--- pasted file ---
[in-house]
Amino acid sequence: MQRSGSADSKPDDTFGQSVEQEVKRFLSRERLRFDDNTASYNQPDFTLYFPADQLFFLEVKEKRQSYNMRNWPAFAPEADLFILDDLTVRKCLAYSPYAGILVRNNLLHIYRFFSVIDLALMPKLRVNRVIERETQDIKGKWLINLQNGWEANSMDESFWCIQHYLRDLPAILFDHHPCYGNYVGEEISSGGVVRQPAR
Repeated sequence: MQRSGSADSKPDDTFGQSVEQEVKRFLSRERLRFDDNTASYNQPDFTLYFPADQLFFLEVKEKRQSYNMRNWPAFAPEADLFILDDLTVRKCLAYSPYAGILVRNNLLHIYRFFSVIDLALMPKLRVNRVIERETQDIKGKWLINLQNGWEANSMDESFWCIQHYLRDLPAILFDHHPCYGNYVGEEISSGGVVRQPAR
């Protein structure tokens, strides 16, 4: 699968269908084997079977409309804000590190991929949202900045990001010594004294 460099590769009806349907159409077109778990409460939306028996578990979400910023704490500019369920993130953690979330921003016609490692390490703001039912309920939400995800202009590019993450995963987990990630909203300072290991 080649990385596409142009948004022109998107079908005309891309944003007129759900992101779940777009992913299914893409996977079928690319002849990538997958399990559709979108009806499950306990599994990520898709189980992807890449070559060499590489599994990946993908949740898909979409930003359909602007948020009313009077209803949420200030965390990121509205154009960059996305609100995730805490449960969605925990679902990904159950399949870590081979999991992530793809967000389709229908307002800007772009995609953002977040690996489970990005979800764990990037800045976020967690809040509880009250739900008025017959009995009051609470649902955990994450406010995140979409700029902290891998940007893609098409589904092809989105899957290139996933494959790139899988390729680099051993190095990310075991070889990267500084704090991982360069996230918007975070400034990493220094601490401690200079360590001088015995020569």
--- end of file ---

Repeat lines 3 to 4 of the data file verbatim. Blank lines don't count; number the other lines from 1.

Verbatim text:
Repeated sequence: MQRSGSADSKPDDTFGQSVEQEVKRFLSRERLRFDDNTASYNQPDFTLYFPADQLFFLEVKEKRQSYNMRNWPAFAPEADLFILDDLTVRKCLAYSPYAGILVRNNLLHIYRFFSVIDLALMPKLRVNRVIERETQDIKGKWLINLQNGWEANSMDESFWCIQHYLRDLPAILFDHHPCYGNYVGEEISSGGVVRQPAR
């Protein structure tokens, strides 16, 4: 699968269908084997079977409309804000590190991929949202900045990001010594004294 460099590769009806349907159409077109778990409460939306028996578990979400910023704490500019369920993130953690979330921003016609490692390490703001039912309920939400995800202009590019993450995963987990990630909203300072290991 080649990385596409142009948004022109998107079908005309891309944003007129759900992101779940777009992913299914893409996977079928690319002849990538997958399990559709979108009806499950306990599994990520898709189980992807890449070559060499590489599994990946993908949740898909979409930003359909602007948020009313009077209803949420200030965390990121509205154009960059996305609100995730805490449960969605925990679902990904159950399949870590081979999991992530793809967000389709229908307002800007772009995609953002977040690996489970990005979800764990990037800045976020967690809040509880009250739900008025017959009995009051609470649902955990994450406010995140979409700029902290891998940007893609098409589904092809989105899957290139996933494959790139899988390729680099051993190095990310075991070889990267500084704090991982360069996230918007975070400034990493220094601490401690200079360590001088015995020569």